Being a brakeman for bobsledding is all about combining size, strength and speed. Williamson’s combination of quickness in a 6 foot-1, 215-pound frame caught the coach’s attention. 
“Most people that come in can do one or the other, and it’s about becoming better at what you suck at,” he said. “I worked on my sprinting a little bit and I was good enough at it when I got there, so I was more of the full package to begin with.” 

He ended up being one of the eight winners of season one of the Next Olympic Hopeful and began competing with the national team the following summer. 

Of course, there were nuances to learning a new sport, but  it wasn’t any technical skill or getting used to going down a track at over 80 mph that was the biggest hurdle for Williamson. It was traveling internationally for the first time. 
“I didn’t even have a passport,” he said. “You want me to go where? And how long is that flight? I had never been on a plane for more than a couple hours, and then I was taking a flight to Japan.”

Williamson got the passport situation figured out, and then started climbing the ranks in the new sport. He raced in the junior world championships the following winter and the senior world championships in 2019. By the 2019-20 season, Williamson was a regular at the world cup level, competing 11 times on the sport’s top circuit.
Following the interrupted pandemic season of 2020-21, he’s back on the world cup this season, pushing primarily a four-man sled for Hunter Church.
After opening the season with back-to-back top-10 finishes in Innsbruck, Austria, Team Church bounced around the teens and low 20s in subsequent races. Everything they do, Williamson said, is working toward that goal of being at their best in Beijing.

It’s a daunting task, but one that drives Williamson. He boiled it down to training an entire four years for four minutes of racing, describing the four runs each team gets at the Olympics. It means that no matter how well or how poorly a team has competed during the season, the only thing that matters are the two days of competing this February in Beijing.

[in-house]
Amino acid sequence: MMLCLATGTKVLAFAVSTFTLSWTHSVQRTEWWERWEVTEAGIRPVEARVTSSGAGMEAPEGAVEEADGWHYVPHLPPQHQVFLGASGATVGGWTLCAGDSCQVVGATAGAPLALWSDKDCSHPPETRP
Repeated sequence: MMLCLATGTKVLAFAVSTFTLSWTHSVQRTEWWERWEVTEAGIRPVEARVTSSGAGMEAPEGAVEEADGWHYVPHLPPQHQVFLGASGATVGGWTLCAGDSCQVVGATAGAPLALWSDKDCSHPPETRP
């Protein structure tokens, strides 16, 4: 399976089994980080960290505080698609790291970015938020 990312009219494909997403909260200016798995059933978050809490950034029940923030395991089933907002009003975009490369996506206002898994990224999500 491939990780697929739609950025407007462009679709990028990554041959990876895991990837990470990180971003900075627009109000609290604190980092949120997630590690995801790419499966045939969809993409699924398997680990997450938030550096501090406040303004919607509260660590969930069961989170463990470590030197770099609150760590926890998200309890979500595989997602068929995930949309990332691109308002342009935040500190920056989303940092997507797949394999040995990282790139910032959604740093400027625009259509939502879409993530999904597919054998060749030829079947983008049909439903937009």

A good example of the unpredictability of sliding sports at the Winter Olympics is Austria’s David Gleirscher. He won gold in the men’s luge in PyeongChang 2018 after never being on a single podium during his world cup career. 
All Williamson and his teammates can ask for is a spot in the competition. If they qualify, they know they’ll have a shot to be the best on those two days in February. 
“That’s our goal,” he said. “No matter how this season goes, [our goal] is to put our best team together, go to the Olympics and throw down and try to represent this nation as best we can.”

Luke Hanlon is a sportswriter from Minneapolis. He is a freelance contributor to TeamUSA.org on behalf of Red Line Editorial, Inc. 
Team USA logo

Follow Us

General

United States Olympic and Paralympic Committee
  • Accessibility
  • Finance , opens in a new tab
  • Governance , opens in a new tab
  • Privacy Policy
  • Terms of Use
  • Site Map

© 2024 United States Olympic & Paralympic Committee. All Rights Reserved.